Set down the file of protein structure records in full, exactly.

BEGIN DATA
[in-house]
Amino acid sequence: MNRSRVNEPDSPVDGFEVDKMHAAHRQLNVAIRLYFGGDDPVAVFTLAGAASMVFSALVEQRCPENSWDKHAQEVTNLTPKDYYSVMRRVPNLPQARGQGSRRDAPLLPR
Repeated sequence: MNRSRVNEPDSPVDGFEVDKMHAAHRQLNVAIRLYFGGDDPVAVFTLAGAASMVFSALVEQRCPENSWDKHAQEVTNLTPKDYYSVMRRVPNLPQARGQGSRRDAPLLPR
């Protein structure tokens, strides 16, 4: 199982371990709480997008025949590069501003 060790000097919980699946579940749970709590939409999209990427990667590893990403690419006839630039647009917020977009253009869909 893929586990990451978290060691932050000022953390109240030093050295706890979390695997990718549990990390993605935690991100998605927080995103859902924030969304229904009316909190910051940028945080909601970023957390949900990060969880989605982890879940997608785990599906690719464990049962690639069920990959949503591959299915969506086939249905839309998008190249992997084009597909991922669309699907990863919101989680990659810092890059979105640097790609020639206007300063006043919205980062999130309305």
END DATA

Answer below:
[in-house]
Amino acid sequence: MNRSRVNEPDSPVDGFEVDKMHAAHRQLNVAIRLYFGGDDPVAVFTLAGAASMVFSALVEQRCPENSWDKHAQEVTNLTPKDYYSVMRRVPNLPQARGQGSRRDAPLLPR
Repeated sequence: MNRSRVNEPDSPVDGFEVDKMHAAHRQLNVAIRLYFGGDDPVAVFTLAGAASMVFSALVEQRCPENSWDKHAQEVTNLTPKDYYSVMRRVPNLPQARGQGSRRDAPLLPR
């Protein structure tokens, strides 16, 4: 199982371990709480997008025949590069501003 060790000097919980699946579940749970709590939409999209990427990667590893990403690419006839630039647009917020977009253009869909 893929586990990451978290060691932050000022953390109240030093050295706890979390695997990718549990990390993605935690991100998605927080995103859902924030969304229904009316909190910051940028945080909601970023957390949900990060969880989605982890879940997608785990599906690719464990049962690639069920990959949503591959299915969506086939249905839309998008190249992997084009597909991922669309699907990863919101989680990659810092890059979105640097790609020639206007300063006043919205980062999130309305």